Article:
Brooklyn school being decontaminated after exterminator allegedly soaks classrooms, desks, books with pesticides

by nobugsonme on October 27, 2010 · 7 comments

in bed bugs, bed bugs in schools, new york city

Yes, I said “exterminator.”

Teachers claim a contractor hired by the city to perform bed bug treatments at P.S. 197 in Sheepshead Bay, Brooklyn “soaked” classrooms, covering desks, books, and the floor with liquid pesticides.

That does not sound right.

Teachers and parents are concerned because they don’t even know which pesticides were used.

7online.com reports that:

‘Exterminating fluid was found in the rooms, on the teachers’ desks, on the children’s desks, on their books, on the floor, and it had an odor to it,’ said Lucille Mauro, a teacher.

Eyewitness News’ cameras were not allowed inside the building, but a teacher provided a photo of one of five classrooms that were soaked with a liquid bed bug killing chemical.

‘Who ever exterminated it was negligently exterminating the room and all the materials that I have are now in the garbage,’ said Ellie Salman, a teacher.

The Department of Education hired a private contractor, listed on its website as Joe’s Extermination Company.

They paid just under $100,000 for the services.

The Teachers’ Union says decontamination and replacing lost materials is going to cost twice that much.

Is the city really hiring contractors who don’t know how to safely and effectively treat for bed bugs?

Can we get that Bed Bug Czar already?

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1 Ci Lecto October 27, 2010 at 6:57 am

It’s unfortunate that we seem to have too few people (in pest control any in very field) who are diligent about doing things right. Whether it’s BB eradication, lead abatement or tiling a floor, the knowledge is “out there”, yet most craftspeople don’t seem to care to pick it up.

This reminds me of a story from the ’80s: The City of New York had a list of contractors who were considered “qualified” to remove asbestos for City. One by one, contractors were found to violate safety, labor or financial standards and they were removed from the list. Eventually, the list was empty, at which the City felt it had no choice, but to let “everyone” back into the game.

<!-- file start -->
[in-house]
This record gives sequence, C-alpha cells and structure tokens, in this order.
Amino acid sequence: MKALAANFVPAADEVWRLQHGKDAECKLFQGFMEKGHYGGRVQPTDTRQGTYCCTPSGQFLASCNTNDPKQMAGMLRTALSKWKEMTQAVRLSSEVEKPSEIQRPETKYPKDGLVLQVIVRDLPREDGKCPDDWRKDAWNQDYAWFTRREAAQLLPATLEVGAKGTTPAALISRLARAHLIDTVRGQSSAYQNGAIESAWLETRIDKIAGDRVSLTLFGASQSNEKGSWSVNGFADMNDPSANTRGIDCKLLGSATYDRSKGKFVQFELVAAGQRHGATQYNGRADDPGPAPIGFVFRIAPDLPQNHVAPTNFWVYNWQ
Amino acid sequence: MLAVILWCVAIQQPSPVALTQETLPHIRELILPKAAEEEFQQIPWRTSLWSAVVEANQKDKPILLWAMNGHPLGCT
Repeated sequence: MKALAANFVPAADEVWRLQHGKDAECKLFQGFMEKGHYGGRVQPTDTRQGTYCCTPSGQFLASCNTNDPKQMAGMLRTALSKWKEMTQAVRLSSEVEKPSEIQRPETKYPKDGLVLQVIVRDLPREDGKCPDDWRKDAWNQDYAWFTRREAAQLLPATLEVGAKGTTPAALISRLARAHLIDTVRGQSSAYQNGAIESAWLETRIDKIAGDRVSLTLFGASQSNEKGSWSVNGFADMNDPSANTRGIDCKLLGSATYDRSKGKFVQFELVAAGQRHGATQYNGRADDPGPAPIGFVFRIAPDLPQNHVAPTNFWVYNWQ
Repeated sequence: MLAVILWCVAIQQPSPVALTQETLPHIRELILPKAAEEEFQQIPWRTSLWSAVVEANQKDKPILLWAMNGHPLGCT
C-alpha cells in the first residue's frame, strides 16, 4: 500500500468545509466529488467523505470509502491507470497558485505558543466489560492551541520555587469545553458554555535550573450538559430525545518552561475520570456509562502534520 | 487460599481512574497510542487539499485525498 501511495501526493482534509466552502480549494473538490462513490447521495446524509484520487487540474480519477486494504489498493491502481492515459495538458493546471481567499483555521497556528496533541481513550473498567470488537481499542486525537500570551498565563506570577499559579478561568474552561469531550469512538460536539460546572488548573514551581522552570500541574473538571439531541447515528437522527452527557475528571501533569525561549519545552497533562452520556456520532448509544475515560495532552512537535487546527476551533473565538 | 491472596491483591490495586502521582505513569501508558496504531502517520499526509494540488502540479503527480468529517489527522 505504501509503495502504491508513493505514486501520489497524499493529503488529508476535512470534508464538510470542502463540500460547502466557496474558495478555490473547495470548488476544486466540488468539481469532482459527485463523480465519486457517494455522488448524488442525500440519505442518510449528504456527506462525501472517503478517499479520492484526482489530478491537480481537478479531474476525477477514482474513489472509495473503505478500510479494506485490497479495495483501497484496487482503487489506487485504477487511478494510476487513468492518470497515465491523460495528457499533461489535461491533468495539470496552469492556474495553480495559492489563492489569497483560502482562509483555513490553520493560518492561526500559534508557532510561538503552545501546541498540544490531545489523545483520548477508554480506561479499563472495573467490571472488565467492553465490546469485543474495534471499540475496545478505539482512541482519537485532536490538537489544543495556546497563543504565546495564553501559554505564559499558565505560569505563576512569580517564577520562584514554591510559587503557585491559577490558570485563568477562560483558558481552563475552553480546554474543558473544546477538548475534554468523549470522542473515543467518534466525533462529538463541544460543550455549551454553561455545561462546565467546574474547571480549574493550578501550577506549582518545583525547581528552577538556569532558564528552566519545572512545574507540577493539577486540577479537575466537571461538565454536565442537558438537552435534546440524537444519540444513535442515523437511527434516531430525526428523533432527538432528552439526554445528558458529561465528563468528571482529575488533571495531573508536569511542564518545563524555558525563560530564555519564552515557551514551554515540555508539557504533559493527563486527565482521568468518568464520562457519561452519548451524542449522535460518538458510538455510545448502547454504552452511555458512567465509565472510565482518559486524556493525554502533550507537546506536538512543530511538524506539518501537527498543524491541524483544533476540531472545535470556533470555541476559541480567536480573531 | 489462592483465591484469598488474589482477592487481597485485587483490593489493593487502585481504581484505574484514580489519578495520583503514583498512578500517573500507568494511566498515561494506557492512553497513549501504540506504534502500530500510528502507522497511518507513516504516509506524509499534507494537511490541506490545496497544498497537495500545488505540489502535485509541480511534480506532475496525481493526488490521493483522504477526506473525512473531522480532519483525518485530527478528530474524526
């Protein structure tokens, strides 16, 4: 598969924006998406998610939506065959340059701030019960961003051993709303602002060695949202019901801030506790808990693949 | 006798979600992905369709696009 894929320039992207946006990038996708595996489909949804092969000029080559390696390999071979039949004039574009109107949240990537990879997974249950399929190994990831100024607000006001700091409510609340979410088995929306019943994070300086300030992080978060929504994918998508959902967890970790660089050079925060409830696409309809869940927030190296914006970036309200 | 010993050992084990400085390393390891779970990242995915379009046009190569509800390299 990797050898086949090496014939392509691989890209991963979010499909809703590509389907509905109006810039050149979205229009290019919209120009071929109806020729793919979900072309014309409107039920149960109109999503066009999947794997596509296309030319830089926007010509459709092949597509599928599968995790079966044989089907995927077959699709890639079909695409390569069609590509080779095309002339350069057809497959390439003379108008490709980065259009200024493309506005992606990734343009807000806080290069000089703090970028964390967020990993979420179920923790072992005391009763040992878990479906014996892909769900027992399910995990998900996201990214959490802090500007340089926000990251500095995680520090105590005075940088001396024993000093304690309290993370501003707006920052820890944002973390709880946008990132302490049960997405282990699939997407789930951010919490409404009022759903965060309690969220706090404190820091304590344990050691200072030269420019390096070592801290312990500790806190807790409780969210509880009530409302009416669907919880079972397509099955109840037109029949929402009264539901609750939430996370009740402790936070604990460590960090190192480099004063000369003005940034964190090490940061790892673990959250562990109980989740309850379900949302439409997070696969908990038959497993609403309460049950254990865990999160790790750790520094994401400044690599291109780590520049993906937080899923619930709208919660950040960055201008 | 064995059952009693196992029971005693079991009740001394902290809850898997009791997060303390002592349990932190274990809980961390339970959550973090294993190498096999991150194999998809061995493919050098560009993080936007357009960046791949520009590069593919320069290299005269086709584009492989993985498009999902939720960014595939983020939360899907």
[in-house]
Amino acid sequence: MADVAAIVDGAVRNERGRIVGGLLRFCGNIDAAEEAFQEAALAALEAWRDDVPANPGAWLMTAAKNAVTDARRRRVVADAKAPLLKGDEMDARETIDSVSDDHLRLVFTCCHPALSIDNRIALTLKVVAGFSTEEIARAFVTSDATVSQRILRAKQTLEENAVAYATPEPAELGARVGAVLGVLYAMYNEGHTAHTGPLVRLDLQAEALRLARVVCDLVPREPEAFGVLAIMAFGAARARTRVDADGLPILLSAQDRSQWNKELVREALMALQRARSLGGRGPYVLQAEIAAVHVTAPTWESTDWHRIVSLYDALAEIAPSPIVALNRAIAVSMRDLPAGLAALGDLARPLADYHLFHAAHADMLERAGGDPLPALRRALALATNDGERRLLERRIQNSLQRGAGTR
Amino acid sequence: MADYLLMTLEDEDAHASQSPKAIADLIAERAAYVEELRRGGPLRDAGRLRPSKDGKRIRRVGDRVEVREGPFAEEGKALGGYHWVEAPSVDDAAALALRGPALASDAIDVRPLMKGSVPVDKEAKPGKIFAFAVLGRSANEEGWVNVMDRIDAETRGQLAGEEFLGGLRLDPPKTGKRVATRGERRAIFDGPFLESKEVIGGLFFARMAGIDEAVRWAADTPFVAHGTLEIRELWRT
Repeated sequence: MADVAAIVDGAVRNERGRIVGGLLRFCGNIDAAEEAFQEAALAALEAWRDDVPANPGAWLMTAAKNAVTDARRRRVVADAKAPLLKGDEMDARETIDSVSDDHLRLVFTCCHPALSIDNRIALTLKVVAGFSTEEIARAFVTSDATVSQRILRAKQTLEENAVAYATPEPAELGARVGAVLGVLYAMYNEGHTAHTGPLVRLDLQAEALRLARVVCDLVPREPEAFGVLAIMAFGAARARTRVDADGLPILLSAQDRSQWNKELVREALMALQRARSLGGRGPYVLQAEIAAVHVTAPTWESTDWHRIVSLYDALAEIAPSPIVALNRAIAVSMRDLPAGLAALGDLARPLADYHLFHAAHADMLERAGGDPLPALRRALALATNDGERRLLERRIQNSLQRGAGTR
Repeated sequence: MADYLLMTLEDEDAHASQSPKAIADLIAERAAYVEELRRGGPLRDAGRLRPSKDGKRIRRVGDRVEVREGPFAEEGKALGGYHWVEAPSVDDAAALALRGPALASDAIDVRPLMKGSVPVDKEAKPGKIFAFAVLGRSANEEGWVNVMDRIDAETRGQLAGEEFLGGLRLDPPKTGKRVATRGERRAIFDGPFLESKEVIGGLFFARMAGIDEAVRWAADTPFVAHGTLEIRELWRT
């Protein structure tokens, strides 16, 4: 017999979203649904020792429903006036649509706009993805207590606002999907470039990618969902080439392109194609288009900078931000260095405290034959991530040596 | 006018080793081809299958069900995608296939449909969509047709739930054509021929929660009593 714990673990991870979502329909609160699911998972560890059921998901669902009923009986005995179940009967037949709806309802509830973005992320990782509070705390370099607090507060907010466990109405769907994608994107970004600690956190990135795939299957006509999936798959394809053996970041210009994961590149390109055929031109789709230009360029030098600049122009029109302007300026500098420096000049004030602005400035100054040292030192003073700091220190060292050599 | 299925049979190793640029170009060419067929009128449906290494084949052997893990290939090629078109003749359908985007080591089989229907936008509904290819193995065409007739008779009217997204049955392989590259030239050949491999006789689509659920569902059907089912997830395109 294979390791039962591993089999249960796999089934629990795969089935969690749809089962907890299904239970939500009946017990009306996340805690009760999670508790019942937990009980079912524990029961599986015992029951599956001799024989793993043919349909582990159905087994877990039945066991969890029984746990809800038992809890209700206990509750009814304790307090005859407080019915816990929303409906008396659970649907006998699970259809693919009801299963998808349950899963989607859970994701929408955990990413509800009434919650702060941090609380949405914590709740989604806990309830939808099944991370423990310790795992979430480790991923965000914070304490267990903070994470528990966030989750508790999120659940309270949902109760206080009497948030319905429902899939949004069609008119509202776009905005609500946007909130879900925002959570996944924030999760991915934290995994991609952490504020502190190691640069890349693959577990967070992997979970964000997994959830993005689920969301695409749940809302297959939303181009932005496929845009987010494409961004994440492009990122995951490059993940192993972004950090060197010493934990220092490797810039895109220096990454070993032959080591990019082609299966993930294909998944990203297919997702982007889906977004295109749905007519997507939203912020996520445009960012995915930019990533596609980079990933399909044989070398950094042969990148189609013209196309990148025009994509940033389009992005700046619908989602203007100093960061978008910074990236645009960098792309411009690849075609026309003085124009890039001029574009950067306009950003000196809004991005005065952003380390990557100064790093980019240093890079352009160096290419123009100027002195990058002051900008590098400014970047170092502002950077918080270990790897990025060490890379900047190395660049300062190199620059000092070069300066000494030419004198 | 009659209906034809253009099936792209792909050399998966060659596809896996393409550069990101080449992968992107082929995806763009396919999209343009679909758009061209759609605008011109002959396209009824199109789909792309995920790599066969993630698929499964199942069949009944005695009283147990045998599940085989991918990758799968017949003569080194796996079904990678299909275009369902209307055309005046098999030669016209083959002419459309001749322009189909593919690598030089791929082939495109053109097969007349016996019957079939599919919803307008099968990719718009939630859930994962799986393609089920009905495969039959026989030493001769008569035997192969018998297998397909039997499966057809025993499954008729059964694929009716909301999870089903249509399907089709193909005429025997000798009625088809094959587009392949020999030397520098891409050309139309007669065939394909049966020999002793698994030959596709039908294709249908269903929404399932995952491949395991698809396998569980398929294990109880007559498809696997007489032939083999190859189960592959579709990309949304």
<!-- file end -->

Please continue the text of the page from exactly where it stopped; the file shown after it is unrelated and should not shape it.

I’d bet that stories like this one are in the back of consumers’ minds (be they landlord or tenant) as they prepare to pay the big bucks and do the back breaking labor: “Do my partners know what they’re doing? Will they live up to their end of this deal?”

Ultimately, we need to develop solutions that can be applied safely and with reasonable effectiveness, by anyone. This may mean new chemicals, but perhaps new methods and tools for applying existing ones.

2 Ci Lecto October 27, 2010 at 7:00 am

…and notice a common thread running through the cases that get attention: Unions. This is one of the cases where the advantages of being organized become apparent.

3 CarpathianPeasant October 27, 2010 at 10:01 am

Well I, personally, yesterday, just passed on the word to two small government offices remotely interested that some pest control companies do use professional vacuuming equipment.

This is a small break through for a few people. The only indication I have so far found is none other than here:

http://bedbugger.com/forum/topic/is-there-a-company-anywhere-that-uses-vacuum-equipment

4 CarpathianPeasant October 27, 2010 at 10:04 am

I don’t think unions are a factor in the reply above.

5 Winston O. Buggy October 27, 2010 at 12:40 pm

For the record the $100,000 was not for this job but rather the citywide contract for bed bug control on schools, so poor reporting there. Many reputable firms did not respond to
the bid as typically it was of a low bid nature. Of course none of this vindicates the offending sprayer if it was indeed as seems.

6 Bugbuster October 27, 2010 at 4:28 pm

The original job posting was offering $30,000. Can you imagine what that would have yielded? Someone call KQ on this, please!

7 nobugsonme October 28, 2010 at 1:57 am

HI Winston,

Thanks for clarifying that. The article said it was for a number of schools, but that’s not really the same as a citywide contract.

That sounds like a lot of work for any firm.

Would that $100K have covered a set number of jobs, or an unlimited number of jobs during a period of time?

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